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Lousewort

The beautiful Big Thicket Phlox (Phlox pulcherrima) is endemic to the forests of East Texas.  Like so many other species in this area of significant habitat modification by man, it is now most common along roadsides.

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Big Thicket Phlox

The Nodding Penstemon (Penstemon laxiflorus) is also common along roadsides.  It is so common that I never gave it much thought as a photographic subject, however this native has truly unique, beautiful flowers when viewed up close.

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Nodding Penstemon

During March I also made a few visits to the Big Thicket to check on a species that I checked off my list in February: The Federally Endangered Texas Trailing Phlox (Phlox nivalis ssp. texensis).  The plants were looking healthy and were still blooming mid-March.

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Texas Trailing Phlox

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Texas Trailing Phlox

Growing near the phlox I saw several Dollarleafs (Rhynchosia reniformis), a species of the coastal plain of the southeastern United States.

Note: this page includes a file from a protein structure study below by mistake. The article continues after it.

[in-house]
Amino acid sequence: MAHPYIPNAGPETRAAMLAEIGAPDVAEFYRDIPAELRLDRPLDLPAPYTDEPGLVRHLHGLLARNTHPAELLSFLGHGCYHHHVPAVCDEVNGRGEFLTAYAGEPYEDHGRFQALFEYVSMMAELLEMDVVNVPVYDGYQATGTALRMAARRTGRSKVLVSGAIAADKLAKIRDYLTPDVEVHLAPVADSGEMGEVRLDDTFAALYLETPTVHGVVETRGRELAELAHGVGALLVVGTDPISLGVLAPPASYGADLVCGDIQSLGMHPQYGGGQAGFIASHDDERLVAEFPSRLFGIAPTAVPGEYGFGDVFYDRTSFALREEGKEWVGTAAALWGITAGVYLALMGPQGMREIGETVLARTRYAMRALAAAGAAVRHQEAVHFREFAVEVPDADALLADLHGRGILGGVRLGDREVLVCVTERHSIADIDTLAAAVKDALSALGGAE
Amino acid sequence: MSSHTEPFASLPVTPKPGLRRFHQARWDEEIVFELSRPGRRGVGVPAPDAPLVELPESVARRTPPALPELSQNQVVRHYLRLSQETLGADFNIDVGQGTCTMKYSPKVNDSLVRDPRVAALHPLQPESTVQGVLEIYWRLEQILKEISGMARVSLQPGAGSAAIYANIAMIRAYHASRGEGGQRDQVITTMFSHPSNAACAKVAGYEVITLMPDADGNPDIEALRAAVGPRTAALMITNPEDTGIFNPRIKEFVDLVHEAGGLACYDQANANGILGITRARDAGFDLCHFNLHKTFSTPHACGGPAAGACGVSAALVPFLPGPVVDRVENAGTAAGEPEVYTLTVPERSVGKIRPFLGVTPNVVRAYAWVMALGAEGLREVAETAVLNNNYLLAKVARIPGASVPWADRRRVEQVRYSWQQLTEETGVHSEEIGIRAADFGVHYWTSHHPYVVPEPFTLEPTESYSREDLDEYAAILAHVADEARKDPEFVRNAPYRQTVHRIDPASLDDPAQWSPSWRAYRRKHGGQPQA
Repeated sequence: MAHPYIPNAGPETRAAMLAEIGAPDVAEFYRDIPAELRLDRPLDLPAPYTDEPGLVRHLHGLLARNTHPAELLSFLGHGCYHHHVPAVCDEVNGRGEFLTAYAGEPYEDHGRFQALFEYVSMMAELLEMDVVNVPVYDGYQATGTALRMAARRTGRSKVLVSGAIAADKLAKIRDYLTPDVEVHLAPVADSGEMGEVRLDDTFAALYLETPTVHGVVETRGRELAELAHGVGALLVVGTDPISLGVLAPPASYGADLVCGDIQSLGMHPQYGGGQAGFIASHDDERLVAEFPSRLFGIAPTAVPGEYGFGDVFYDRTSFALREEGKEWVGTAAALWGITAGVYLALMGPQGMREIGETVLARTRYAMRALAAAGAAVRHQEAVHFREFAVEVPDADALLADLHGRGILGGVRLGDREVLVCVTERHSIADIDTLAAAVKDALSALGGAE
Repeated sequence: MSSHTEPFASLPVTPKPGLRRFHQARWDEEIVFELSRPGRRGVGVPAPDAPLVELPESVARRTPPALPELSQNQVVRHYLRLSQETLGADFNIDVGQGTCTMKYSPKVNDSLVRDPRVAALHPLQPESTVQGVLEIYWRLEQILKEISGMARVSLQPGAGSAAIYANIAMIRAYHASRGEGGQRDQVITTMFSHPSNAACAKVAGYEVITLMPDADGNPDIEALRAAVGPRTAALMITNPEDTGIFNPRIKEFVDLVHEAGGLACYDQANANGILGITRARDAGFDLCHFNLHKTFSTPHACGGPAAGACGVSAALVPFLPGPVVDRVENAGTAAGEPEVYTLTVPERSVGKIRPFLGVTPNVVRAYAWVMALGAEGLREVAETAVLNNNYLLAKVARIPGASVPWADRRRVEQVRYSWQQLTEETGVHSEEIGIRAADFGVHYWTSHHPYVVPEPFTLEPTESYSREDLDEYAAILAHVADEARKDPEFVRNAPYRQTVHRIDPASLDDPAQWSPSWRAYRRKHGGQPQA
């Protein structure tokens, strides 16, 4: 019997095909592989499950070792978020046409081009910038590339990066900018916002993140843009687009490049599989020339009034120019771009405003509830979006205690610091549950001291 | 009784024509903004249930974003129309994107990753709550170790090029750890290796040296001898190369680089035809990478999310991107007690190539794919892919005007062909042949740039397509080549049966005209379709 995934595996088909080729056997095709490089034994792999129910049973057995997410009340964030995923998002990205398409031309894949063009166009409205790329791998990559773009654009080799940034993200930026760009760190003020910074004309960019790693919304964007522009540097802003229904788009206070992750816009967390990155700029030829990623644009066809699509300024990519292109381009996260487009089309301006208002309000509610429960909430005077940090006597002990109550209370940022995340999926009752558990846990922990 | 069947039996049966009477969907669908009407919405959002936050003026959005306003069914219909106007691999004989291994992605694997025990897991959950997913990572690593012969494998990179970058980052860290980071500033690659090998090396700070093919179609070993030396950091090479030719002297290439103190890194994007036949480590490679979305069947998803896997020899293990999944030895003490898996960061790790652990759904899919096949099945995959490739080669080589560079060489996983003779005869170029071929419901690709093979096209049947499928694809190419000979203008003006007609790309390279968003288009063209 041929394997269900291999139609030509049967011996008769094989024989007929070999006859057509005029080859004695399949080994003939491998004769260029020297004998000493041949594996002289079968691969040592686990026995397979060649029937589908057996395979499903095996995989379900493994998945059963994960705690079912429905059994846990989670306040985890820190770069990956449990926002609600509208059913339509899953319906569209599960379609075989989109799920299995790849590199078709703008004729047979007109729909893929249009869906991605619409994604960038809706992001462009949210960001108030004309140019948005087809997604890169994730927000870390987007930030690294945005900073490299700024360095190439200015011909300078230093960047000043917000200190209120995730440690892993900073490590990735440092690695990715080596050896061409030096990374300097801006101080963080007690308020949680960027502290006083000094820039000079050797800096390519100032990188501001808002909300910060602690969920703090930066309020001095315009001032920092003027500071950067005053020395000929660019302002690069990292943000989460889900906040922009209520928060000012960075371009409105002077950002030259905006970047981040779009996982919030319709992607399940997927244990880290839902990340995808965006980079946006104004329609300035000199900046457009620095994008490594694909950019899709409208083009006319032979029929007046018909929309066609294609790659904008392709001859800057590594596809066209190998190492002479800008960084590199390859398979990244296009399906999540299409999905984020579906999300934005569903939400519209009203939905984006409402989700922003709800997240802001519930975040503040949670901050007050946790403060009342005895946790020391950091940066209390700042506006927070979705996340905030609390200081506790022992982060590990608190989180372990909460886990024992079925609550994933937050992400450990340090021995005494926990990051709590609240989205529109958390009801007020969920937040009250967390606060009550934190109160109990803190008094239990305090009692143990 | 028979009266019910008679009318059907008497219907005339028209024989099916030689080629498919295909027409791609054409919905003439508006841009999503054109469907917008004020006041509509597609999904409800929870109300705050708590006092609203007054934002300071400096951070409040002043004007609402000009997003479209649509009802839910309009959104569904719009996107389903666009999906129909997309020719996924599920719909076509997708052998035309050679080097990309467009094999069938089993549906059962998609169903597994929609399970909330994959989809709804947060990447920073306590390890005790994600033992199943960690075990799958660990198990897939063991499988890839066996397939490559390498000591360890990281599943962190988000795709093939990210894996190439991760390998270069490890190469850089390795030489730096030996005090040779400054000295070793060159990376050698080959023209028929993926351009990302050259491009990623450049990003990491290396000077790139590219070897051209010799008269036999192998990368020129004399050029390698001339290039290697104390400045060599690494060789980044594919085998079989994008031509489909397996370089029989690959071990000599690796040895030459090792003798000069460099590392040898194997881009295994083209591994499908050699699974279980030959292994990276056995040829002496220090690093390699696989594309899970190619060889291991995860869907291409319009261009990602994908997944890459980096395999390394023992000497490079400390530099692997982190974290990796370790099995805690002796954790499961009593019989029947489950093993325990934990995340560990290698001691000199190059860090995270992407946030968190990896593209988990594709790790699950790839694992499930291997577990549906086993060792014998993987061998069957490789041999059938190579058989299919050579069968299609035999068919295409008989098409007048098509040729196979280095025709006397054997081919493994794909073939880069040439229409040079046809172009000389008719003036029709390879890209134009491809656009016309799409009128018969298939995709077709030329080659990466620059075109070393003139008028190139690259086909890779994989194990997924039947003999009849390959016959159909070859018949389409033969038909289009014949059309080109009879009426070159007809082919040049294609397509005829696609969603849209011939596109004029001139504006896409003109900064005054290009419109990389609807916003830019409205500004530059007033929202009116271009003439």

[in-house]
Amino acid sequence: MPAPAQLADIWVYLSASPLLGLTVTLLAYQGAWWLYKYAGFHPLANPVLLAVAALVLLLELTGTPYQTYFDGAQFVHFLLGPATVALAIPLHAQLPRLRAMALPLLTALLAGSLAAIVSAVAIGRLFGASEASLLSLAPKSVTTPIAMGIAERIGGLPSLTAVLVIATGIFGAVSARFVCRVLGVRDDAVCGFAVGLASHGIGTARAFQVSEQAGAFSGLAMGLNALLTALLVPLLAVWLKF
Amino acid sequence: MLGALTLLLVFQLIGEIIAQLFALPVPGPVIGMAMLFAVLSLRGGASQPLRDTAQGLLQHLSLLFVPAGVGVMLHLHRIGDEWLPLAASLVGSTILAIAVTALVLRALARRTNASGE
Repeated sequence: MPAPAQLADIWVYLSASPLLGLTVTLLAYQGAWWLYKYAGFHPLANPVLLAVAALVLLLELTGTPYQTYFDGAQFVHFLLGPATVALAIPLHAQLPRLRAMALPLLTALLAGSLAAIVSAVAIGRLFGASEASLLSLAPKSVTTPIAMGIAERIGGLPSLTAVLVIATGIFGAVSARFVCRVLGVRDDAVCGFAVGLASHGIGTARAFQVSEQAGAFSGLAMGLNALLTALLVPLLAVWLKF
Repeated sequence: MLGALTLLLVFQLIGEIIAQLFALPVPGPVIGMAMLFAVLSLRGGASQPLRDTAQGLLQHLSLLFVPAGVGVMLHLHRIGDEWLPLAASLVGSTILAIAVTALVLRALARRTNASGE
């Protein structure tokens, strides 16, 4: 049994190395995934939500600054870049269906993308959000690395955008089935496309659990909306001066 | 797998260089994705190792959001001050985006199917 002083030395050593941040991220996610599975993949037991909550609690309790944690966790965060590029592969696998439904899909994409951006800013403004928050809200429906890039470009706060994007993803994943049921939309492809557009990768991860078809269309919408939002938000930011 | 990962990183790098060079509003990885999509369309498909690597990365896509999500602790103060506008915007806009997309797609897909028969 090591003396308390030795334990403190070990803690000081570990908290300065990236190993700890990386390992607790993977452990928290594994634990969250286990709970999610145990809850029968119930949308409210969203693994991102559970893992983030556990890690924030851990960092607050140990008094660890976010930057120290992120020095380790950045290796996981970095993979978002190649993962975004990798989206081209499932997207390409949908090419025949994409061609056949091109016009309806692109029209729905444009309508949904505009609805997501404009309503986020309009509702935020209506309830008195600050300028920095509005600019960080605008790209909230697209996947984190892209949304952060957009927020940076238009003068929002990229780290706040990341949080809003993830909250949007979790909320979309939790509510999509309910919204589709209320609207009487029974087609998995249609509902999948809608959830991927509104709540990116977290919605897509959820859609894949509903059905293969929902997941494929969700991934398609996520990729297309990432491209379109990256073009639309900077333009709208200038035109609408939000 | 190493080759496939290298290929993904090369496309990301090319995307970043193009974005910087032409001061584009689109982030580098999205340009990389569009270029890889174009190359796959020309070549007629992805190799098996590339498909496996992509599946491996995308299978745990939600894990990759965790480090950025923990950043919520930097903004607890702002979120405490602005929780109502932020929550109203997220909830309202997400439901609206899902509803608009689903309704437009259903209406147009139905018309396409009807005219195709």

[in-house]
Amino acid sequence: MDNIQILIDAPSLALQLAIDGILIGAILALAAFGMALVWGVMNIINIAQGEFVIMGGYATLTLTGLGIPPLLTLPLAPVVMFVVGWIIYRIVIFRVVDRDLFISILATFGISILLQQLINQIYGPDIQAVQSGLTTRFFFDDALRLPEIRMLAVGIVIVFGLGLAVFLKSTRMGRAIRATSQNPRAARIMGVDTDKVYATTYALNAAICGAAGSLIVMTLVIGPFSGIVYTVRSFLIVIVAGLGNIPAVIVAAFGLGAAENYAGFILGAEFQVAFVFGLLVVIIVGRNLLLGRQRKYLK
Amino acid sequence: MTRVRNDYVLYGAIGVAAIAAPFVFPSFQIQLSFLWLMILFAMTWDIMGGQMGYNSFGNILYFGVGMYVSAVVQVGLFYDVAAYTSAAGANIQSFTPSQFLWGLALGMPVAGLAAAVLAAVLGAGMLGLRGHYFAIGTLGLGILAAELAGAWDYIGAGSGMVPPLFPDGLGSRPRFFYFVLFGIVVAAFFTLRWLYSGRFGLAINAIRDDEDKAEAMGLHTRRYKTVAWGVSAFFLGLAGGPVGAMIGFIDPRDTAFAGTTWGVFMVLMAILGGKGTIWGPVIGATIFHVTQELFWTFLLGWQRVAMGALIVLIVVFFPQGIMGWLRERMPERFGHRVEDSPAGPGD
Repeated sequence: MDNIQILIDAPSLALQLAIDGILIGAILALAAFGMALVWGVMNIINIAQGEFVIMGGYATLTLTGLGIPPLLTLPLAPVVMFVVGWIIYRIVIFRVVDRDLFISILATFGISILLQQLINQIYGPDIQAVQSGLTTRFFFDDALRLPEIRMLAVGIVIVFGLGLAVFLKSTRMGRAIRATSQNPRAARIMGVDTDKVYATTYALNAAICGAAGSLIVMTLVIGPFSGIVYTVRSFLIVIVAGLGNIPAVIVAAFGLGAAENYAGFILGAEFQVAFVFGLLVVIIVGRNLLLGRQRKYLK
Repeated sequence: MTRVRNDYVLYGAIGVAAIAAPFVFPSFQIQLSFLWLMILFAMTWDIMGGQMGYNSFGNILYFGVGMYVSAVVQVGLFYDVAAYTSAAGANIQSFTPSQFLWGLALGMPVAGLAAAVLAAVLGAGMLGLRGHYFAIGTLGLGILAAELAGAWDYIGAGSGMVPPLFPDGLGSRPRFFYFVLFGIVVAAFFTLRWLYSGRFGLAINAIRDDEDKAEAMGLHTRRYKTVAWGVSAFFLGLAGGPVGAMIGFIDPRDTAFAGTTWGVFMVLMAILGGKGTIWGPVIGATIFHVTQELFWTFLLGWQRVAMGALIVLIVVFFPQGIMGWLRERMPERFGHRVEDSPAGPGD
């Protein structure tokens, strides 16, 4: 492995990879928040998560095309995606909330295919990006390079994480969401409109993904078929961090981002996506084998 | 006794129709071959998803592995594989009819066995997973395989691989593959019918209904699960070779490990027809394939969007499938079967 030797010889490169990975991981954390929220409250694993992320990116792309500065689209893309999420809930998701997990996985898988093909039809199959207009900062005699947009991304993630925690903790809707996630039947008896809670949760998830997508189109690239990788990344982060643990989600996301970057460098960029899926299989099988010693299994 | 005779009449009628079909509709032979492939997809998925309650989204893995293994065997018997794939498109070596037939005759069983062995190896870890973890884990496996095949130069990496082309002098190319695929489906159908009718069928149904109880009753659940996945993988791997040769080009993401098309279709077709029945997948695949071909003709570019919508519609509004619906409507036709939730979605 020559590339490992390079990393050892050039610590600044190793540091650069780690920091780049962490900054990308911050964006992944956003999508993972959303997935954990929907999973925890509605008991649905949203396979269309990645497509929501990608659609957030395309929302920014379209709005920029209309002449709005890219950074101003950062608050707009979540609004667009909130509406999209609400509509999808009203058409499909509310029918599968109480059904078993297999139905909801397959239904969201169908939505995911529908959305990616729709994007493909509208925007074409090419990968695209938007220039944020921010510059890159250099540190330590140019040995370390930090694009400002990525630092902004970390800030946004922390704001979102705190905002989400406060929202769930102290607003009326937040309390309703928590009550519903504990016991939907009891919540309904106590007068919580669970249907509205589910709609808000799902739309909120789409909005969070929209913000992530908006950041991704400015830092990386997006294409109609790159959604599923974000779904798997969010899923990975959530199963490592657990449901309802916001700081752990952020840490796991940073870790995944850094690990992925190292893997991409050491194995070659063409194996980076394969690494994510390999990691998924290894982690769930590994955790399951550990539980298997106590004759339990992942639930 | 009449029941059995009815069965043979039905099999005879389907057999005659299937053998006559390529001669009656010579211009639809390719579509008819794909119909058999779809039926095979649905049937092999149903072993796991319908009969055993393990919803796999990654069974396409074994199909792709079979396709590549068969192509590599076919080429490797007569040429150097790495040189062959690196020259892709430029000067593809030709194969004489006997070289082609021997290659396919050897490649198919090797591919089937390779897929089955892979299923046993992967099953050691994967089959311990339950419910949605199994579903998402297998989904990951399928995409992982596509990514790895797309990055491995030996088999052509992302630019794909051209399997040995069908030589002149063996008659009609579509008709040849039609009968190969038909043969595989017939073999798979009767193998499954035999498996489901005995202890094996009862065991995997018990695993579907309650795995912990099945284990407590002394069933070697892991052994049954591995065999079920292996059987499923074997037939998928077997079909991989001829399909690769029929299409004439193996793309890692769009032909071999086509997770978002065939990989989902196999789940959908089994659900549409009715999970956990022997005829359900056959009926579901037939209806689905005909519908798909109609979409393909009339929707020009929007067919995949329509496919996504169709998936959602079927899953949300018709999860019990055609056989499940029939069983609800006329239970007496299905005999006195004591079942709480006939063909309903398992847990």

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I’ll close out this March recap with a beautiful scene from a longleaf pine savannah near one of the few known locations of Texas Trailing Phlox.  Here Rose Mock Vervain (Glandularia canadensis) thrives following a fire.  These showy blooms are a testament to fire’s ability to maintain and vitalize certain vegetative communities.

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With March of 2017 behind us, it’s time to move into April, where I hope to really start get going on my 2017 list of biodiversity goals.

 

Gem of the Pinewoods

Target Species: Texas Trailing Phlox (Phlox nivalis ssp. texensis)

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The Federally Endangered Texas Trailing Phlox (Phlox nivalis ssp. texensis)